During the course of all this I remembered that I have an old 80GB Intel X25-M SSD floating around, so I decided to install it. Here's the rear of the drives and you can also see the SSD mounted. I was initially worried about whether the 2x4 SATA power cables from the PSU would be long enough or spaced appropriately, but they work perfectly with this build. I've got molex to SATA adapters on the fan controller and the SSD drive.



Up to this point the server was extremely quiet, but I was expecting some noise after installing six 7200 RPM hard drives. I powered it up... nothing! I'm honestly shocked at how quiet it still is. It's a combination of the drives being fairly quiet in the first place and the excellent Define R5 case. I used the IPMI virtual media to boot the FreeNAS ISO image on the server and installed FreeNAS to the SSD. Later I'll probably install FreeNAS on the USB sticks as I originally intended and save the SSD in case I need a fast storage area for jails or VM disks. This initial install is purely for testing/burn-in. The drives are looking good in FreeNAS!



Time for some disk testing and burn-in. I'm going to try out the script from the burn-in thread eventually, but for starters I've launched a SMART long test on all six drives. Here's what this looks like on the first drive, smartctl claims it will take about 10 hours. Thankfully you can run these all in parallel.

Code:
[root@freenas] ~# smartctl -t long /dev/da0
smartctl 6.3 2014-07-26 r3976 [FreeBSD 9.3-RELEASE-p16 amd64] (local build)
Copyright (C) 2002-14, Bruce Allen, Christian Franke, www.smartmontools.org

=== START OF OFFLINE IMMEDIATE AND SELF-TEST SECTION ===
Sending command: "Execute SMART Extended self-test routine immediately in off-line mode".
Drive command "Execute SMART Extended self-test routine immediately in off-line mode" successful.
Testing has begun.
Please wait 591 minutes for test to complete.
Test will complete after Fri Jul 31 07:16:29 2015

Use smartctl -X to abort test.


Drive temperatures are looking mostly OK but one is a tad high. I'll still be adding two more drives so I'm a bit concerned about the end result. The fan controller is already on high; I might need different fans if the temperatures become problematic.

Code:
[root@freenas ~]# for i in /dev/da*; do smartctl -a $i | grep Temp; done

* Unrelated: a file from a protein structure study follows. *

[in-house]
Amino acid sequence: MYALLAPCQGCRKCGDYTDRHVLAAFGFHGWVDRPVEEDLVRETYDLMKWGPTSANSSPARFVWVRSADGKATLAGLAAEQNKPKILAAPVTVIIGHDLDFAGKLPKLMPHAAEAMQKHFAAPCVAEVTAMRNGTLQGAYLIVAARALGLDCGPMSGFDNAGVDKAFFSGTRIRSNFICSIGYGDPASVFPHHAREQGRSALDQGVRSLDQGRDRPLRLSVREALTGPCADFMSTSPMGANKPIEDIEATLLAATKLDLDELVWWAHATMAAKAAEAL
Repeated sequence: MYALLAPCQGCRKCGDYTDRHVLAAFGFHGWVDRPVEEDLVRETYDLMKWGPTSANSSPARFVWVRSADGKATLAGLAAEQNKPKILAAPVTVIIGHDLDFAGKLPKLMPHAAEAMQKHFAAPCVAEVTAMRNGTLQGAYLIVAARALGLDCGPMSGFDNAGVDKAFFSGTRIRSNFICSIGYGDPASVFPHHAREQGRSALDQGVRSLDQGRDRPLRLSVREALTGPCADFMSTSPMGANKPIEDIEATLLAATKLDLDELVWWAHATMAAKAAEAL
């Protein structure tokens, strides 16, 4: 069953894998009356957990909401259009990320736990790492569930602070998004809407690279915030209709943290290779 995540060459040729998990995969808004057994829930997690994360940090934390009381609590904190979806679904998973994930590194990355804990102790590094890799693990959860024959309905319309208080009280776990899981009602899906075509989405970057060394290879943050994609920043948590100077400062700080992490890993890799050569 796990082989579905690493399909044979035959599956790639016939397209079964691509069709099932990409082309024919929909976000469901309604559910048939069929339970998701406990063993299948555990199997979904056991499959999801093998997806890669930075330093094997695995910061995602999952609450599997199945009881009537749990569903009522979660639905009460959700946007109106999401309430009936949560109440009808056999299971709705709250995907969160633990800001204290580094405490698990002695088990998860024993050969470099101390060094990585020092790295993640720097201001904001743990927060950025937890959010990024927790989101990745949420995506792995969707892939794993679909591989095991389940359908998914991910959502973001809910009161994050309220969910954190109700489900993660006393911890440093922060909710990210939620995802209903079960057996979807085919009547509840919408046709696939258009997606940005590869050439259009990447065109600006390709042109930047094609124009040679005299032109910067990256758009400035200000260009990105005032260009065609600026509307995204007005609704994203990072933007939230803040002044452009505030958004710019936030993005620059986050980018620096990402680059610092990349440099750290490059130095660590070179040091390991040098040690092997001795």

194 Temperature_Celsius  0x0002  171  171  000  Old_age  Always  -  35 (Min/Max 22/36)
194 Temperature_Celsius  0x0002  162  162  000  Old_age  Always  -  37 (Min/Max 23/38)
194 Temperature_Celsius  0x0002  162  162  000  Old_age  Always  -  37 (Min/Max 22/39)
194 Temperature_Celsius  0x0002  146  146  000  Old_age  Always  -  41 (Min/Max 22/43)
194 Temperature_Celsius  0x0002  157  157  000  Old_age  Always  -  38 (Min/Max 21/40)
194 Temperature_Celsius  0x0002  187  187  000  Old_age  Always  -  32 (Min/Max 22/34)


The drives are chugging away so that's it for part 2. Part 3 should be a bit more burn-in and some FreeNAS configuration.
 
Last edited:

Pheran

Senior Member
Joined
Jul 14, 2015
Messages
276
After the basic SMART long test, it was time for a full badblocks hard drive burn-in. I used badblocks -ws on all 6 drives in parallel with tmux. Unfortunately I don't have any screenshots of this, but the screen was kind of a mess with the tmux session anyway. The badblocks test took about 3 days with these 4TB drives - no joke! That was followed by another SMART long test; all drives passed with flying colors. Since then they've had a few more scheduled tests; here's how da0 looks now:
Code:
SMART Self-test log structure revision number 1
Num  Test_Description    Status                  Remaining  LifeTime(hours)  LBA_of_first_error
# 1  Short offline       Completed without error       00%       469         -
# 2  Extended offline    Completed without error       00%       313         -
# 3  Extended offline    Completed without error       00%       176         -
# 4  Short offline       Completed without error       00%        62         -
# 5  Extended offline    Completed without error       00%        32         -


At this point I was pretty confident that the hardware was good so it was time to install FreeNAS for real. First I had to take a full backup of my old server (not FreeNAS), shut it down for the last time, and remove both of its 4TB drives. These were then installed into the new box - finally a complete hardware configuration!



After removing an ancient, huge full-tower server case, the Define R5 assumed its rightful place next to my primary desktop that's in an Antec Solo II case. Suprisingly, the Define isn't much taller than the Solo II, which is a relatively small ATX case. It is both deeper and wider though.



I wiped out the SSD I had installed the test copy of FreeNAS on with a quick "dd if=/dev/zero of=/dev/ada0" (I didn't want it causing any boot confusion in the future). Then I powered down, put both of my SanDisk USB sticks into USB 2.0 ports on the back, and mounted the FreeNAS 9.3 STABLE ISO with the IPMI interface.



I powered up the server (again with IPMI - IPMI is awesome, USE IT!). I furiously hit F11 so I could get to the boot selection screen. You can see the ATEN Virtual CDROM, that's the FreeNAS ISO file mounted through the IPMI interface.